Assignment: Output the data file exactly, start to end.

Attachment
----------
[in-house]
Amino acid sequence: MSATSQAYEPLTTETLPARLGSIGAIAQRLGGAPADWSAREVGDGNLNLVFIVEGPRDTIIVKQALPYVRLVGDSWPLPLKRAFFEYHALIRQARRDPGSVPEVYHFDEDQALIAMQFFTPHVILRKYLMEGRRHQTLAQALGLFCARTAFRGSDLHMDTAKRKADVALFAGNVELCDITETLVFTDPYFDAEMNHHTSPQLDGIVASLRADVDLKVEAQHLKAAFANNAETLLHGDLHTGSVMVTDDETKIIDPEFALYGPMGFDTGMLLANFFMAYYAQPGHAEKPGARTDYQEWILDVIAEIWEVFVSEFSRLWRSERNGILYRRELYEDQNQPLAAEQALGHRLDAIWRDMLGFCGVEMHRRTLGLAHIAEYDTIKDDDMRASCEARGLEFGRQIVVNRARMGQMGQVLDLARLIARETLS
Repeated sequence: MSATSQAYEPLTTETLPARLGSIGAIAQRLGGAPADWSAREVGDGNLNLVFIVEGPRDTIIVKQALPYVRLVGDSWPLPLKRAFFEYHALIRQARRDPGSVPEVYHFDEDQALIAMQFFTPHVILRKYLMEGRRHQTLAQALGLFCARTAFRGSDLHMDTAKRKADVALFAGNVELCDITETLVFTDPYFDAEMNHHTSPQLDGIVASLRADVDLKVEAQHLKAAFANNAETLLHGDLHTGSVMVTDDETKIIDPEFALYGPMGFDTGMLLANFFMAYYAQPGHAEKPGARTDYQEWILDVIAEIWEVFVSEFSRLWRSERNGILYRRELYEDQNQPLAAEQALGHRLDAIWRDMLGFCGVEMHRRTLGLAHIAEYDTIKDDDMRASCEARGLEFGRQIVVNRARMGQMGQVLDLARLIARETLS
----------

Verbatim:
[in-house]
Amino acid sequence: MSATSQAYEPLTTETLPARLGSIGAIAQRLGGAPADWSAREVGDGNLNLVFIVEGPRDTIIVKQALPYVRLVGDSWPLPLKRAFFEYHALIRQARRDPGSVPEVYHFDEDQALIAMQFFTPHVILRKYLMEGRRHQTLAQALGLFCARTAFRGSDLHMDTAKRKADVALFAGNVELCDITETLVFTDPYFDAEMNHHTSPQLDGIVASLRADVDLKVEAQHLKAAFANNAETLLHGDLHTGSVMVTDDETKIIDPEFALYGPMGFDTGMLLANFFMAYYAQPGHAEKPGARTDYQEWILDVIAEIWEVFVSEFSRLWRSERNGILYRRELYEDQNQPLAAEQALGHRLDAIWRDMLGFCGVEMHRRTLGLAHIAEYDTIKDDDMRASCEARGLEFGRQIVVNRARMGQMGQVLDLARLIARETLS
Repeated sequence: MSATSQAYEPLTTETLPARLGSIGAIAQRLGGAPADWSAREVGDGNLNLVFIVEGPRDTIIVKQALPYVRLVGDSWPLPLKRAFFEYHALIRQARRDPGSVPEVYHFDEDQALIAMQFFTPHVILRKYLMEGRRHQTLAQALGLFCARTAFRGSDLHMDTAKRKADVALFAGNVELCDITETLVFTDPYFDAEMNHHTSPQLDGIVASLRADVDLKVEAQHLKAAFANNAETLLHGDLHTGSVMVTDDETKIIDPEFALYGPMGFDTGMLLANFFMAYYAQPGHAEKPGARTDYQEWILDVIAEIWEVFVSEFSRLWRSERNGILYRRELYEDQNQPLAAEQALGHRLDAIWRDMLGFCGVEMHRRTLGLAHIAEYDTIKDDDMRASCEARGLEFGRQIVVNRARMGQMGQVLDLARLIARETLS